OTTAWA — Last week, Deputy Prime Minister and Minister of Finance, Chrystia Freeland, and Minister of Employment, Workforce Development and Disability Inclusion, Carla Qualtrough, announced the extension of COVID-19 support measures for individuals and businesses.
The eligibility period for the Canada Emergency Wage Subsidy (CEWS), the Canada Emergency Rent Subsidy (CERS) and Lockdown Support is extended until Oct. 23, 2021. In addition, the rate of support employers and organizations can receive during the period between Aug. 29 and Sept. 25, 2021 increased.
The Canada Recovery Benefit (CRB), the Canada Recovery Caregiving Benefit (CRCB) and the Canada Recovery Sickness Benefit (CRSB) have also been extended until Oct. 23, 2021.
And for those who have exhausted their employment insurance (EI) benefits, the maximum number of weeks available for CRB increased by an additional four weeks, bringing the total to 54 weeks at a rate of $300 per week.
Moreover, the government is contemplating offering considerable flexibility when calculating the revenue decline used to determine eligibility for the subsidy programs and the new Canada Recovery Hiring Program.
“Throughout the pandemic, our government has been committed to doing whatever it takes to support Canadians and Canadian businesses. Our economies are safely and gradually re-opening but many small businesses and workers are still getting back to business. Extending these supports — which have been lifelines for many — is needed,” says Freeland. “This is of particular importance for those workers and businesses that have been hit hardest by the pandemic and are still re-opening and re-building. Our government will continue to be there for Canadians and make sure that all workers and businesses are well positioned to come roaring back.”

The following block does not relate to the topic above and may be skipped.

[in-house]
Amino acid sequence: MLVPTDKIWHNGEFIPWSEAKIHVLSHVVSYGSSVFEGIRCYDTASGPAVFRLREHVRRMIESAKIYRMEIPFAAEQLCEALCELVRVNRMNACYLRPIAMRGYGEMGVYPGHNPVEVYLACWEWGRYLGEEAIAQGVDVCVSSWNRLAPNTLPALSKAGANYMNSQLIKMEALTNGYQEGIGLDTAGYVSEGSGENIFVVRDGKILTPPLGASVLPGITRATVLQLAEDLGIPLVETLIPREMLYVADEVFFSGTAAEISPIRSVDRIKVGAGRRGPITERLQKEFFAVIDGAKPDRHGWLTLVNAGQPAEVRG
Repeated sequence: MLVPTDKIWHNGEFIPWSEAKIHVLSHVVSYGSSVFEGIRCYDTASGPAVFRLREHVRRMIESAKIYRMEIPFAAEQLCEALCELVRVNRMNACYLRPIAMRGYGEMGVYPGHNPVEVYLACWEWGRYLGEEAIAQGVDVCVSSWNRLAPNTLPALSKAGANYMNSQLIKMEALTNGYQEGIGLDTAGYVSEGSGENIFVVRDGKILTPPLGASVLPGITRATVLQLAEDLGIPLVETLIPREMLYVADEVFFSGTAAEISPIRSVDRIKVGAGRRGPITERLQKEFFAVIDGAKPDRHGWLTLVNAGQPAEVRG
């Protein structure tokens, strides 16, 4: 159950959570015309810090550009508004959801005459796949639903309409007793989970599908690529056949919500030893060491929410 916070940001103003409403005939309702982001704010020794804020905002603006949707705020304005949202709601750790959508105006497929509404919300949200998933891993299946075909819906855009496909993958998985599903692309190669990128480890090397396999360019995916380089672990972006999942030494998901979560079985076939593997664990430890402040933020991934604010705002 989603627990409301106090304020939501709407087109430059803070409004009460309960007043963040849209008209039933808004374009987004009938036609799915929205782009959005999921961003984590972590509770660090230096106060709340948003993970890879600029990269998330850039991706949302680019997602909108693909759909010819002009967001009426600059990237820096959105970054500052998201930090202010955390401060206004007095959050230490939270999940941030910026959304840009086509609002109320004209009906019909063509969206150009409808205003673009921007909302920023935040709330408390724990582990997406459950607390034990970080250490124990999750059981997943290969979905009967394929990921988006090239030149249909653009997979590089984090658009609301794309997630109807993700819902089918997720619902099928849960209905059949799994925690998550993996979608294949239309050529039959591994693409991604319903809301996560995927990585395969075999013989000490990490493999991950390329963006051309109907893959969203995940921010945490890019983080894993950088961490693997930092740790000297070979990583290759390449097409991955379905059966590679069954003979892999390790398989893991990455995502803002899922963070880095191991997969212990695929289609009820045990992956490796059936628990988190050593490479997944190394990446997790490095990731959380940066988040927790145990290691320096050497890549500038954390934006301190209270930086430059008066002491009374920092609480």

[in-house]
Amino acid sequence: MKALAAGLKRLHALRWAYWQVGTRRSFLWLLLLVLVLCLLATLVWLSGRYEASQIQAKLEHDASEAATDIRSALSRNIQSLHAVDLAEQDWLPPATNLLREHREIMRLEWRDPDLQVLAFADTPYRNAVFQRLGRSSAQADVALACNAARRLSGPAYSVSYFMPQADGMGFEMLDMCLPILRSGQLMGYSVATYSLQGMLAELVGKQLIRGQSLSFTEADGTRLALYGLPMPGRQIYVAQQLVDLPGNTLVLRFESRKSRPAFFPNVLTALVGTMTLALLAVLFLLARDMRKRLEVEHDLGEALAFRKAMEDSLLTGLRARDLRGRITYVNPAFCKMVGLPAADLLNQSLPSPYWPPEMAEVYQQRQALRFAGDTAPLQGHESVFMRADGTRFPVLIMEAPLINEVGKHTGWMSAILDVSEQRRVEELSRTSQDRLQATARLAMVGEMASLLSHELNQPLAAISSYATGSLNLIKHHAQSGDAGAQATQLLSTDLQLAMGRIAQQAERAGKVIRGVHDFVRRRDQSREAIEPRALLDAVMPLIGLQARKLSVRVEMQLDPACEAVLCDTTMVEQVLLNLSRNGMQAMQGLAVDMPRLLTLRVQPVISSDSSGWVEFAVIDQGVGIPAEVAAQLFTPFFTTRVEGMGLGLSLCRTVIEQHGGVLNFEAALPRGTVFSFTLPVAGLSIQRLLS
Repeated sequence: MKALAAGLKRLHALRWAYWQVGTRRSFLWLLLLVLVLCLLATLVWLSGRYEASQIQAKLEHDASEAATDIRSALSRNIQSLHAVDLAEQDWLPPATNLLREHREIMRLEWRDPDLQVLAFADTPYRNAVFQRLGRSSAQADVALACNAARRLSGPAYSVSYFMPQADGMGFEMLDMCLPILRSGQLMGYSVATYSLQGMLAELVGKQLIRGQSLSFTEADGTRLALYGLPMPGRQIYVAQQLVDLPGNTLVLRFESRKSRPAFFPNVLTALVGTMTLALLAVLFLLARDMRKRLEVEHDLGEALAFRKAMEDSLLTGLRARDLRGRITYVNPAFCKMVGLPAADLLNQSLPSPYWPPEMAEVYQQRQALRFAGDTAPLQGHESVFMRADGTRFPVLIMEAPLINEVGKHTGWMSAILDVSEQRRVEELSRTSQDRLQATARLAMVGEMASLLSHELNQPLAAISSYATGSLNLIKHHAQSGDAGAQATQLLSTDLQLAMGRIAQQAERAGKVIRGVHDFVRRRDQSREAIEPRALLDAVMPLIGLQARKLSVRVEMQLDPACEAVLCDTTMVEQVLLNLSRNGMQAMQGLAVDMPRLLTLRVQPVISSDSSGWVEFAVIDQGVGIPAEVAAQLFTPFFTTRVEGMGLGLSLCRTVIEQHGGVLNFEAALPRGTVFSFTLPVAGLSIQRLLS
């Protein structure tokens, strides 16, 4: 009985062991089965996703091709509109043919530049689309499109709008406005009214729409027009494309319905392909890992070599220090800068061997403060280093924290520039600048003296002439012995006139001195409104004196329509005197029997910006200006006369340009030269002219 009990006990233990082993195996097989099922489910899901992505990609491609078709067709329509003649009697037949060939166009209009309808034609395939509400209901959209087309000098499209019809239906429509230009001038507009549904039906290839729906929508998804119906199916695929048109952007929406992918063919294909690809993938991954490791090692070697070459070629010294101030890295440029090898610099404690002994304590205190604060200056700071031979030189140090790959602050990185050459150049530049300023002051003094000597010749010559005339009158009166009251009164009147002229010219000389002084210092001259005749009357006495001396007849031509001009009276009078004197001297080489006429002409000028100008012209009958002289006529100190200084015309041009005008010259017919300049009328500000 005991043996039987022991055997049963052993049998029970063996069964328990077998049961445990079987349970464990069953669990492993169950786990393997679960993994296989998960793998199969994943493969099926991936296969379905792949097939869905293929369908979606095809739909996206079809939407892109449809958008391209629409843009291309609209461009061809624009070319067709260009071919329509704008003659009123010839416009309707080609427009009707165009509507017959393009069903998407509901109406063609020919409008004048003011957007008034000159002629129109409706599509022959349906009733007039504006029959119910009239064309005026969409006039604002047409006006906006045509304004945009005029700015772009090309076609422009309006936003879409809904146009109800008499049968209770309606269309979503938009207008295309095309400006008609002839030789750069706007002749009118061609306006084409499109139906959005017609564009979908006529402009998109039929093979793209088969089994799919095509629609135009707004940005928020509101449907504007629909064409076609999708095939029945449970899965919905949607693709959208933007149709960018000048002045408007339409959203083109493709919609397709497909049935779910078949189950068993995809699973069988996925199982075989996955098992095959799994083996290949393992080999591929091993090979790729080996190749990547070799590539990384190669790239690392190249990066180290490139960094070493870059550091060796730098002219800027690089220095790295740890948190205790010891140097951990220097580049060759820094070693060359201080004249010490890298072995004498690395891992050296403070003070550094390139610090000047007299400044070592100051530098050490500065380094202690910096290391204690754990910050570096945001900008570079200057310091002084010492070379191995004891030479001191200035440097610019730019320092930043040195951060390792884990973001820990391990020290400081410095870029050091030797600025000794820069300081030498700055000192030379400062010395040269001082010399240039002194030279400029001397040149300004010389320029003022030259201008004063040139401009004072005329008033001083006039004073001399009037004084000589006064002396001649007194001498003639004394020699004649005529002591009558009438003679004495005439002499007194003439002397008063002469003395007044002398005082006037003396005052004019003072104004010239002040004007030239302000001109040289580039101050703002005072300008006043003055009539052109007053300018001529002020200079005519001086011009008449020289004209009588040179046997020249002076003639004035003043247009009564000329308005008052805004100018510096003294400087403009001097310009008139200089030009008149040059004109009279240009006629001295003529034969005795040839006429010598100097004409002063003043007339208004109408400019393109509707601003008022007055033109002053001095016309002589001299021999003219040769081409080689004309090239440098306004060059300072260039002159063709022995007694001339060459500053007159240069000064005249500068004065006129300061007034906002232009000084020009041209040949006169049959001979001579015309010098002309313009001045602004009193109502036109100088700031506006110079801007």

“While there are positive signs of economic recovery throughout the country, it has not been equal. We recognize that certain sectors are slower to recover from the impact of COVID-19,” says Qualtrough. “By providing additional weeks for the Canada Recovery Benefit and extending the eligibility period for all three recovery benefits, we’re ensuring that no one is left behind as the economy re-opens. We remain firm in our commitment to support Canadians who need it the most.”
However, while this announcement is welcome news, individuals and businesses in hard-hit sectors, including tourism, hospitality, arts and entertainment continue to press government for targeted support.
“This is a very positive step and the government deserves credit for listening to our sector. However, we know that this will not be enough to keep thousands of businesses from closing their doors permanently and losing important tourism infrastructure,” says Beth Potter, president and CEO, Tourism Industry Association of Canada (TIAC). “The tourism and travel industries were the first hit in the pandemic and the hardest hit, and we will be the last to recover. Without business survival programming that targets our sectors, many businesses will not survive.”
“This is good news, as we have been calling for an extension of these critical support programs,” says Susie Grynol, president and CEO, Hotel Association of Canada (HAC). “While we welcome today’s announcements — which undoubtedly correspond with speculated election timing — and are happy to see the extension and rate freeze of these supports, this will not be enough to ensure the survival of the industry come the fall and winter. After 18 months of unprecedented losses in the industry, we will need a tailored solution for the hardest hit.
“This announcement comes after extensive lobbying from Restaurants Canada, most notably through our Restaurants Revival Working Group,” says Olivier Bourbeau, vice-president, Restaurants Canada. “This announcement represents an important first step towards securing a sustainable recovery for the foodservice industry,” says Bourbeau. “Restaurants Canada continues to work with the government on several fronts to make sure we get the maximum support in every possible way.”